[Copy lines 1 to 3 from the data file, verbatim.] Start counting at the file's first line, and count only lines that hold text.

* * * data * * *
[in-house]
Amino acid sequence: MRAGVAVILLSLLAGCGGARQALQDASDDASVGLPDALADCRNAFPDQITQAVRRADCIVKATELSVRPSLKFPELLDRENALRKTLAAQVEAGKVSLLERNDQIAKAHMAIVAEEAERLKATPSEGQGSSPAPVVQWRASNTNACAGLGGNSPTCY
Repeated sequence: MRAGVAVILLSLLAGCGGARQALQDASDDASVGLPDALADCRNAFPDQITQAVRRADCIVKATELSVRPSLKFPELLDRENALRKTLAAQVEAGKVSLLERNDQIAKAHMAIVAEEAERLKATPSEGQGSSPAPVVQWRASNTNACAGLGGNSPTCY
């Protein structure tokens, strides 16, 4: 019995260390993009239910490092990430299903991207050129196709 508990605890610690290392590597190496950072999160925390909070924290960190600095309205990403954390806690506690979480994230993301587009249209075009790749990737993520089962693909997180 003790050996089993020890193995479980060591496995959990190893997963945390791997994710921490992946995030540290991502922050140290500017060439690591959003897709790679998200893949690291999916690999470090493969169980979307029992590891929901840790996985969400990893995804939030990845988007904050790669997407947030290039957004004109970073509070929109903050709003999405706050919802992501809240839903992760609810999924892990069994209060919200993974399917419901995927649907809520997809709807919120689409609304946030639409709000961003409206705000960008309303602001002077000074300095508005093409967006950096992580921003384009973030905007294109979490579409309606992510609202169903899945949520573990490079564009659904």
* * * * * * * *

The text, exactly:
[in-house]
Amino acid sequence: MRAGVAVILLSLLAGCGGARQALQDASDDASVGLPDALADCRNAFPDQITQAVRRADCIVKATELSVRPSLKFPELLDRENALRKTLAAQVEAGKVSLLERNDQIAKAHMAIVAEEAERLKATPSEGQGSSPAPVVQWRASNTNACAGLGGNSPTCY
Repeated sequence: MRAGVAVILLSLLAGCGGARQALQDASDDASVGLPDALADCRNAFPDQITQAVRRADCIVKATELSVRPSLKFPELLDRENALRKTLAAQVEAGKVSLLERNDQIAKAHMAIVAEEAERLKATPSEGQGSSPAPVVQWRASNTNACAGLGGNSPTCY